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I have a class that has an output() method which returns a matplotlib Figure instance. I have a decorator I wrote that takes that fig instance and turns it into a Django response object.

My decorator looks like this:

class plot_svg(object):
    def __init__(self, view):
        self.view = view

    def __call__(self, *args, **kwargs):
        print args, kwargs
        fig = self.view(*args, **kwargs)
        canvas=FigureCanvas(fig)
        response=HttpResponse(content_type='image/svg+xml')
        canvas.print_svg(response)
        return response

and this is how it was being used:

def as_avg(self):
    return plot_svg(self.output)()

The only reason I has it that way instead of using the "@" syntax is because when I do it with the "@":

@plot_svg
def as_svg(self):
    return self.output()

I get this error:

as_svg() takes exactly 1 argument (0 given)

I'm trying to 'fix' this by putting it in the "@" syntax but I can't figure out how to get it working. I'm thinking it has something to do with self not getting passed where it's supposed to...

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2 Answers

up vote 6 down vote accepted

Right: when you decorate with a class, instead of with a function, you have to make it a descriptor (give it a __get__ method, at least) to get the "automatic self". Simplest is to decorate with a function instead:

def plot_svg(view):

    def wrapper(*args, **kwargs):
        print args, kwargs
        fig = view(*args, **kwargs)
        canvas = FigureCanvas(fig)
        response = HttpResponse(content_type='image/svg+xml')
        canvas.print_svg(response)
        return response

    return wrapper

Background: the reason functions "become methods" (when defined in a class and accessed on an instance thereof by attribute-get notation), in other words, the reason such functions can get their automatic self is that they're descriptors -- the function type has a __get__.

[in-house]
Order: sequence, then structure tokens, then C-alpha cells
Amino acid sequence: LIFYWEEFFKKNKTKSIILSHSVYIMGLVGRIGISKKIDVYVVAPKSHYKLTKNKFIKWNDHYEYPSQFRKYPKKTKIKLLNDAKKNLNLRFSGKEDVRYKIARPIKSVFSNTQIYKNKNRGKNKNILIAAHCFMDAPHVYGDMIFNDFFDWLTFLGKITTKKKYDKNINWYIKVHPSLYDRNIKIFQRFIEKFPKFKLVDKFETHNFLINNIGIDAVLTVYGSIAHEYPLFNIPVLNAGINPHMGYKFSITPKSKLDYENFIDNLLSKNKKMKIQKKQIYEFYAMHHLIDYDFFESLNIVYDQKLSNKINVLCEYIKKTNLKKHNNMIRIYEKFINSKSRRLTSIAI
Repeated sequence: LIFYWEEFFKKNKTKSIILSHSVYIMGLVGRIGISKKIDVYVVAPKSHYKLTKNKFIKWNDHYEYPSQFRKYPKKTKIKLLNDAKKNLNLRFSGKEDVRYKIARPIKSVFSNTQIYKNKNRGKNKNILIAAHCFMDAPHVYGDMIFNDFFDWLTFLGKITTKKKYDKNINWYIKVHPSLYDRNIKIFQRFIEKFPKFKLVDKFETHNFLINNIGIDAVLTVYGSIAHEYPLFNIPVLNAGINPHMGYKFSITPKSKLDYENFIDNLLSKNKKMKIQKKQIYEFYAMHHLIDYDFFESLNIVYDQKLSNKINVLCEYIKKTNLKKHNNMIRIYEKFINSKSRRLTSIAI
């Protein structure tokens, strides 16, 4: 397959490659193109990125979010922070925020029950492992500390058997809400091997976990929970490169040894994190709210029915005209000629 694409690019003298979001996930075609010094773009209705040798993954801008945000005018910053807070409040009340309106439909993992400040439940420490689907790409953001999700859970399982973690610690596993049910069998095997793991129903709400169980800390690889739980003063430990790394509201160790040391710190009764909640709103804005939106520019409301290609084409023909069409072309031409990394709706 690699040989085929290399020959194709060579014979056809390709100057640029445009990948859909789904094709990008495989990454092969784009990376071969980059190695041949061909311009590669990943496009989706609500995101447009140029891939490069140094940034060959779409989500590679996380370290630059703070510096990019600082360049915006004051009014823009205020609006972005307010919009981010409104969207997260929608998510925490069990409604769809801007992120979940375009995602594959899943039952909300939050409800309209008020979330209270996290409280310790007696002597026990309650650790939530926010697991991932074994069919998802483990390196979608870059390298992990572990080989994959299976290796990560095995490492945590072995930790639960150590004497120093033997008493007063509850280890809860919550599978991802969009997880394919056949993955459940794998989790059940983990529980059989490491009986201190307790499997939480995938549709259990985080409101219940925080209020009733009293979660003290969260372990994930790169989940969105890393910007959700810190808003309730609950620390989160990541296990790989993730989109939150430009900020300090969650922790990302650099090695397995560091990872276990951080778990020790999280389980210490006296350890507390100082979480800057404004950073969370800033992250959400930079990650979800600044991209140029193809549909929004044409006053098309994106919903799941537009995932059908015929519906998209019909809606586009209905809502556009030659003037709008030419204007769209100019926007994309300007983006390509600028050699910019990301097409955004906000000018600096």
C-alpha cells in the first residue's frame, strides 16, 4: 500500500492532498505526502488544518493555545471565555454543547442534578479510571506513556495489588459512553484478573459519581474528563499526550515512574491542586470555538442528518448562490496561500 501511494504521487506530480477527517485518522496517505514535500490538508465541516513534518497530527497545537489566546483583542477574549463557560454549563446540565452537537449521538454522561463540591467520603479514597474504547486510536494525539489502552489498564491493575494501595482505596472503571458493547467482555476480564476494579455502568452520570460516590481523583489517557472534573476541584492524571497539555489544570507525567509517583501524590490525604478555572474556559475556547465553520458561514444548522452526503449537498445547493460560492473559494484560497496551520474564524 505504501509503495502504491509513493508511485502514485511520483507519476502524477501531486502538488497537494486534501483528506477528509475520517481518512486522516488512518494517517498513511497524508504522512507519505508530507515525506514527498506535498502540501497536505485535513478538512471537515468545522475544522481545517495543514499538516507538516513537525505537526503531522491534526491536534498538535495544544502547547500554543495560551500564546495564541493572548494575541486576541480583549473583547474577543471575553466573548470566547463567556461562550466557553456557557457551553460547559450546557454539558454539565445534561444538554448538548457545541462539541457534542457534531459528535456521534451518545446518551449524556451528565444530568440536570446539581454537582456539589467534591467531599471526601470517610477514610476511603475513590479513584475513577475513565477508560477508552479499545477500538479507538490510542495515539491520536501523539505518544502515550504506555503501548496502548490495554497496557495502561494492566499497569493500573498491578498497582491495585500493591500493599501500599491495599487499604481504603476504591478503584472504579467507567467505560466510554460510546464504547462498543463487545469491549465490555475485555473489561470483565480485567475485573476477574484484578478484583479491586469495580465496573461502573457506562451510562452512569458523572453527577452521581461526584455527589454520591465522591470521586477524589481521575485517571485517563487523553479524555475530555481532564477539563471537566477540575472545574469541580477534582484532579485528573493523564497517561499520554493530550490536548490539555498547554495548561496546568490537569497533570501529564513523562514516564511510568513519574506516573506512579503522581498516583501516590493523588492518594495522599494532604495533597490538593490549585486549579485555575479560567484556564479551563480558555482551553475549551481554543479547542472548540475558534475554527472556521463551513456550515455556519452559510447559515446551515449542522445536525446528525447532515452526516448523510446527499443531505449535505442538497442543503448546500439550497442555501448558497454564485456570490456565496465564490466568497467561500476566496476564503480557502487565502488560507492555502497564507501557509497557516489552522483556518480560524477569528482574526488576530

A class doesn't have a __get__ method -- unless you explicitly add one. So why not just decorate with a function instead, as in the above example? This way you get the nice __get__ of functions automatically -- and as you see the nested function "lexical closure" property doesn't pose any problem at all (indeed, it simplifies things -- the nested function calls view, not self.view which might be rather confusing if self could mean either an instance of your decorator class OR an instance of the class whose method you're decorating...!-).

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I'm confused by your answer. I had thought the substitution was equivalent to the expected lexical substitution. So: @plot_svg(view=some_view) def some_func(some_args): ... -> (minus intermediate variables/bindings) def some_func(some_args): ... a_plot_instance = plot_svg.__init__(view=some_view) some_func = a_plot_instance.__call__(some_args) Can you clarify? And I hate lack of comment formatting. –  Charles Merriam Mar 12 '10 at 6:11
    
@charles.merriam: there is comment formatting. Use ** for bold, * for italics, backticks (`) for code, etc... You may need to use a backslash now and then... –  ChristopheD Mar 12 '10 at 6:58
    
I'm confused by your answer. I had thought the substitution was equivalent to the expected lexical substitution. So: @plot_svg(view=some_view) \n def some_func(some_args): ... \n -> (minus intermediate variables/bindings) \n def some_func(some_args): ... \n a_plot_instance = plot_svg.__init__(view=some_view) \n some_func = a_plot_instance.__call__(some_args)\n Can you clarify? –  Charles Merriam Mar 12 '10 at 7:16
    
@charles.merriam: If you don't start your comment with @Alex Martelli he will not be notified automatically and it's possible that he does not revisit the question then. –  ChristopheD Mar 12 '10 at 11:26
    
@ChristopheD, I do get notified anyway on comments to my answers -- you may have "replied to my comments" in mind. –  Alex Martelli Mar 12 '10 at 15:27
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OK, there seem to be a couple of issues.

First, some syntax. You are getting the "takes exactly one argument" error because your decorator, @plot_svg, is expecting one parameter (a view). There are other syntax errors as well.

Second, and more importantly, you want to write a function instead of a decorator. A decorator destroys your access to one concept and only gives you access to the combined concept. You just want a new function like this:

def as_svg(an_object):
    return django_response(an_object.output())

Alternately, I misunderstand your question from having a little too little code example.

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